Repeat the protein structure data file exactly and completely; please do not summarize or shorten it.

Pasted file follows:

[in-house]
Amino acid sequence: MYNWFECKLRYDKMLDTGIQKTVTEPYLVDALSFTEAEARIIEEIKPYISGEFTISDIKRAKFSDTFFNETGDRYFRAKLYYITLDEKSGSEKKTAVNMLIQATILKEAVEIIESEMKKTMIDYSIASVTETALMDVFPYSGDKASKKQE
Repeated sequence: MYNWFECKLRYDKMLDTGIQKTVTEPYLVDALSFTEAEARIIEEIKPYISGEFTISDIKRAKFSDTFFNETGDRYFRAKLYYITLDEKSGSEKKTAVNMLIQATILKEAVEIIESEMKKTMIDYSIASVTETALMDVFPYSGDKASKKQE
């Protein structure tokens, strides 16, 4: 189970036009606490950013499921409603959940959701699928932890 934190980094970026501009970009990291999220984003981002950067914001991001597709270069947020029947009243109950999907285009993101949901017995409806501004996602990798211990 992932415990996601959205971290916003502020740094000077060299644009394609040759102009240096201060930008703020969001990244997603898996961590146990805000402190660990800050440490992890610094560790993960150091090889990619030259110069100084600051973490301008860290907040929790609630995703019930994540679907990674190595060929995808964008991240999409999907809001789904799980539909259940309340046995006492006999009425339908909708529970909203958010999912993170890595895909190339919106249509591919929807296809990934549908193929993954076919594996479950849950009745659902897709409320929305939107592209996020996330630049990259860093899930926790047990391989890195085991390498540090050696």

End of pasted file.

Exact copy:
[in-house]
Amino acid sequence: MYNWFECKLRYDKMLDTGIQKTVTEPYLVDALSFTEAEARIIEEIKPYISGEFTISDIKRAKFSDTFFNETGDRYFRAKLYYITLDEKSGSEKKTAVNMLIQATILKEAVEIIESEMKKTMIDYSIASVTETALMDVFPYSGDKASKKQE
Repeated sequence: MYNWFECKLRYDKMLDTGIQKTVTEPYLVDALSFTEAEARIIEEIKPYISGEFTISDIKRAKFSDTFFNETGDRYFRAKLYYITLDEKSGSEKKTAVNMLIQATILKEAVEIIESEMKKTMIDYSIASVTETALMDVFPYSGDKASKKQE
């Protein structure tokens, strides 16, 4: 189970036009606490950013499921409603959940959701699928932890 934190980094970026501009970009990291999220984003981002950067914001991001597709270069947020029947009243109950999907285009993101949901017995409806501004996602990798211990 992932415990996601959205971290916003502020740094000077060299644009394609040759102009240096201060930008703020969001990244997603898996961590146990805000402190660990800050440490992890610094560790993960150091090889990619030259110069100084600051973490301008860290907040929790609630995703019930994540679907990674190595060929995808964008991240999409999907809001789904799980539909259940309340046995006492006999009425339908909708529970909203958010999912993170890595895909190339919106249509591919929807296809990934549908193929993954076919594996479950849950009745659902897709409320929305939107592209996020996330630049990259860093899930926790047990391989890195085991390498540090050696």